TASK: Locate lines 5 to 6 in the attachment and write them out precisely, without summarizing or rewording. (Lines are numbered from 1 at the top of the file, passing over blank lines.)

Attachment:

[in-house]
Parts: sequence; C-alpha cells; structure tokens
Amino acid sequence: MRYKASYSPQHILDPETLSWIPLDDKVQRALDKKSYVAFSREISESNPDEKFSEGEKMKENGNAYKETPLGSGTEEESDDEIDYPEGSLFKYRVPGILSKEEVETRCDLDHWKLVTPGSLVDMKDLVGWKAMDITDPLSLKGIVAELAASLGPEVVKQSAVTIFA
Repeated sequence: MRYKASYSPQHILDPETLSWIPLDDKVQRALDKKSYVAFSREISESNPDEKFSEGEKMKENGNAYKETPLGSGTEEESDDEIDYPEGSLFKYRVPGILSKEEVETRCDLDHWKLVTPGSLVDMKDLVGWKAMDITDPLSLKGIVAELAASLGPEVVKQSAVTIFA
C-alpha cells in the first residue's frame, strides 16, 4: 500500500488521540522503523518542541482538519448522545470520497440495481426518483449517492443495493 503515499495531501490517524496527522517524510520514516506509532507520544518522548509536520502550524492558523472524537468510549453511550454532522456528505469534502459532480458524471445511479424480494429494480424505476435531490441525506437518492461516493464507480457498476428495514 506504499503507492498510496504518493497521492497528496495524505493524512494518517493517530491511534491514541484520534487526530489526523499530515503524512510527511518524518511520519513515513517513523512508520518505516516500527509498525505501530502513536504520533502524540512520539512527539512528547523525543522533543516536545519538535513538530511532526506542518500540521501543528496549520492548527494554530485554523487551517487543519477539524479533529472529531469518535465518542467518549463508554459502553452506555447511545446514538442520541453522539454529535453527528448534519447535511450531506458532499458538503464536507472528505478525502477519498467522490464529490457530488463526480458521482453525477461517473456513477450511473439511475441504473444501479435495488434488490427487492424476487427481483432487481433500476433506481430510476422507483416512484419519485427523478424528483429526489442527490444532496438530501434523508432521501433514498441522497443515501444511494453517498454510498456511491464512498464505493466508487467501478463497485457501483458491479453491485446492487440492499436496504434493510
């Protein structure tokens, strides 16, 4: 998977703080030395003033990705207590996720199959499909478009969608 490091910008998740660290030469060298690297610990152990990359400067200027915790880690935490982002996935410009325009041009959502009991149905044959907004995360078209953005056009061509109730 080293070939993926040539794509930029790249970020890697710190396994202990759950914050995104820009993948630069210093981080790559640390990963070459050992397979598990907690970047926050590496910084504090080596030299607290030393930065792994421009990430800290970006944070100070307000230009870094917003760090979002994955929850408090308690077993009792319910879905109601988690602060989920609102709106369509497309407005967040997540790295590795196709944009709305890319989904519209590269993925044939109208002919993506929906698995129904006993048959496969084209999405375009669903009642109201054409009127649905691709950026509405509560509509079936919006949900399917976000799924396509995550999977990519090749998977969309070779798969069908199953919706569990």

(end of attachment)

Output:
C-alpha cells in the first residue's frame, strides 16, 4: 500500500488521540522503523518542541482538519448522545470520497440495481426518483449517492443495493 503515499495531501490517524496527522517524510520514516506509532507520544518522548509536520502550524492558523472524537468510549453511550454532522456528505469534502459532480458524471445511479424480494429494480424505476435531490441525506437518492461516493464507480457498476428495514 506504499503507492498510496504518493497521492497528496495524505493524512494518517493517530491511534491514541484520534487526530489526523499530515503524512510527511518524518511520519513515513517513523512508520518505516516500527509498525505501530502513536504520533502524540512520539512527539512528547523525543522533543516536545519538535513538530511532526506542518500540521501543528496549520492548527494554530485554523487551517487543519477539524479533529472529531469518535465518542467518549463508554459502553452506555447511545446514538442520541453522539454529535453527528448534519447535511450531506458532499458538503464536507472528505478525502477519498467522490464529490457530488463526480458521482453525477461517473456513477450511473439511475441504473444501479435495488434488490427487492424476487427481483432487481433500476433506481430510476422507483416512484419519485427523478424528483429526489442527490444532496438530501434523508432521501433514498441522497443515501444511494453517498454510498456511491464512498464505493466508487467501478463497485457501483458491479453491485446492487440492499436496504434493510
């Protein structure tokens, strides 16, 4: 998977703080030395003033990705207590996720199959499909478009969608 490091910008998740660290030469060298690297610990152990990359400067200027915790880690935490982002996935410009325009041009959502009991149905044959907004995360078209953005056009061509109730 080293070939993926040539794509930029790249970020890697710190396994202990759950914050995104820009993948630069210093981080790559640390990963070459050992397979598990907690970047926050590496910084504090080596030299607290030393930065792994421009990430800290970006944070100070307000230009870094917003760090979002994955929850408090308690077993009792319910879905109601988690602060989920609102709106369509497309407005967040997540790295590795196709944009709305890319989904519209590269993925044939109208002919993506929906698995129904006993048959496969084209999405375009669903009642109201054409009127649905691709950026509405509560509509079936919006949900399917976000799924396509995550999977990519090749998977969309070779798969069908199953919706569990």